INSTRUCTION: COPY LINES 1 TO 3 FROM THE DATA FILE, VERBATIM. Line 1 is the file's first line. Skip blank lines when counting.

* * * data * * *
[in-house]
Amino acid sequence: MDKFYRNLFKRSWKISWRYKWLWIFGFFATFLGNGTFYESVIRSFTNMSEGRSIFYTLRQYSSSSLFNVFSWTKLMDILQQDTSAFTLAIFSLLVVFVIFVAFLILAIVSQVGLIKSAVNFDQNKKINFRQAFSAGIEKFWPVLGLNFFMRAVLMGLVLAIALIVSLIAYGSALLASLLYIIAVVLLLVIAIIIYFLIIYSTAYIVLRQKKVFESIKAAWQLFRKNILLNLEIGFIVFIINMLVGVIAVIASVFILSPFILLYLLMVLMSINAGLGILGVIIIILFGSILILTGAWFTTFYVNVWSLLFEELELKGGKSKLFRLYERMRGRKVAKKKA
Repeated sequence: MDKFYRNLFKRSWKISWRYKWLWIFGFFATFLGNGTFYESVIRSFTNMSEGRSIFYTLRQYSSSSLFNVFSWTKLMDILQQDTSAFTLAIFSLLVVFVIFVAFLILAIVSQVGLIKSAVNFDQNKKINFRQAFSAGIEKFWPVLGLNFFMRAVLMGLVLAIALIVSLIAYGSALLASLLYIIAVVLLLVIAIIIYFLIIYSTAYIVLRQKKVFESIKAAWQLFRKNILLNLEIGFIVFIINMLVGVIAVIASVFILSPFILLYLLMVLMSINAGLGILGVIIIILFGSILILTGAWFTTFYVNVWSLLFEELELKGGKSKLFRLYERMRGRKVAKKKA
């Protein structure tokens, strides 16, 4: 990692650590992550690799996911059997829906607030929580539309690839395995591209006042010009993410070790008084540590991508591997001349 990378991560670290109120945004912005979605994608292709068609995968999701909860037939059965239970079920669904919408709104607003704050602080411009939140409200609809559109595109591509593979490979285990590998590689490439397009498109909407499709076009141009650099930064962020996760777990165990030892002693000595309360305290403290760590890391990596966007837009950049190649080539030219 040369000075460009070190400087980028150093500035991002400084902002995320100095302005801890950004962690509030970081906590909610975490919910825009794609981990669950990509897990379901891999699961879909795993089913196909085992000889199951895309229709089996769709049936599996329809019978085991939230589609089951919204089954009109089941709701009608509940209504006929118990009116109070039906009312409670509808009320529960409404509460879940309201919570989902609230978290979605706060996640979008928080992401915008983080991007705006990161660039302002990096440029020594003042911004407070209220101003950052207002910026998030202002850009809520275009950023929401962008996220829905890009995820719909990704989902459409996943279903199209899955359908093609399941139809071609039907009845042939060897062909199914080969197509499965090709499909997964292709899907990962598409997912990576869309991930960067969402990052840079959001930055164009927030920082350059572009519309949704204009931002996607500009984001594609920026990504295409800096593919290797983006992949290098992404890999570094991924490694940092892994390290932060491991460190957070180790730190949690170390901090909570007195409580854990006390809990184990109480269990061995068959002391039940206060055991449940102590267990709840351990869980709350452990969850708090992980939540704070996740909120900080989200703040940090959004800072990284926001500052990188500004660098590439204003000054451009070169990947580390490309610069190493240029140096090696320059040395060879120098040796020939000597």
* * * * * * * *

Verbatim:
[in-house]
Amino acid sequence: MDKFYRNLFKRSWKISWRYKWLWIFGFFATFLGNGTFYESVIRSFTNMSEGRSIFYTLRQYSSSSLFNVFSWTKLMDILQQDTSAFTLAIFSLLVVFVIFVAFLILAIVSQVGLIKSAVNFDQNKKINFRQAFSAGIEKFWPVLGLNFFMRAVLMGLVLAIALIVSLIAYGSALLASLLYIIAVVLLLVIAIIIYFLIIYSTAYIVLRQKKVFESIKAAWQLFRKNILLNLEIGFIVFIINMLVGVIAVIASVFILSPFILLYLLMVLMSINAGLGILGVIIIILFGSILILTGAWFTTFYVNVWSLLFEELELKGGKSKLFRLYERMRGRKVAKKKA
Repeated sequence: MDKFYRNLFKRSWKISWRYKWLWIFGFFATFLGNGTFYESVIRSFTNMSEGRSIFYTLRQYSSSSLFNVFSWTKLMDILQQDTSAFTLAIFSLLVVFVIFVAFLILAIVSQVGLIKSAVNFDQNKKINFRQAFSAGIEKFWPVLGLNFFMRAVLMGLVLAIALIVSLIAYGSALLASLLYIIAVVLLLVIAIIIYFLIIYSTAYIVLRQKKVFESIKAAWQLFRKNILLNLEIGFIVFIINMLVGVIAVIASVFILSPFILLYLLMVLMSINAGLGILGVIIIILFGSILILTGAWFTTFYVNVWSLLFEELELKGGKSKLFRLYERMRGRKVAKKKA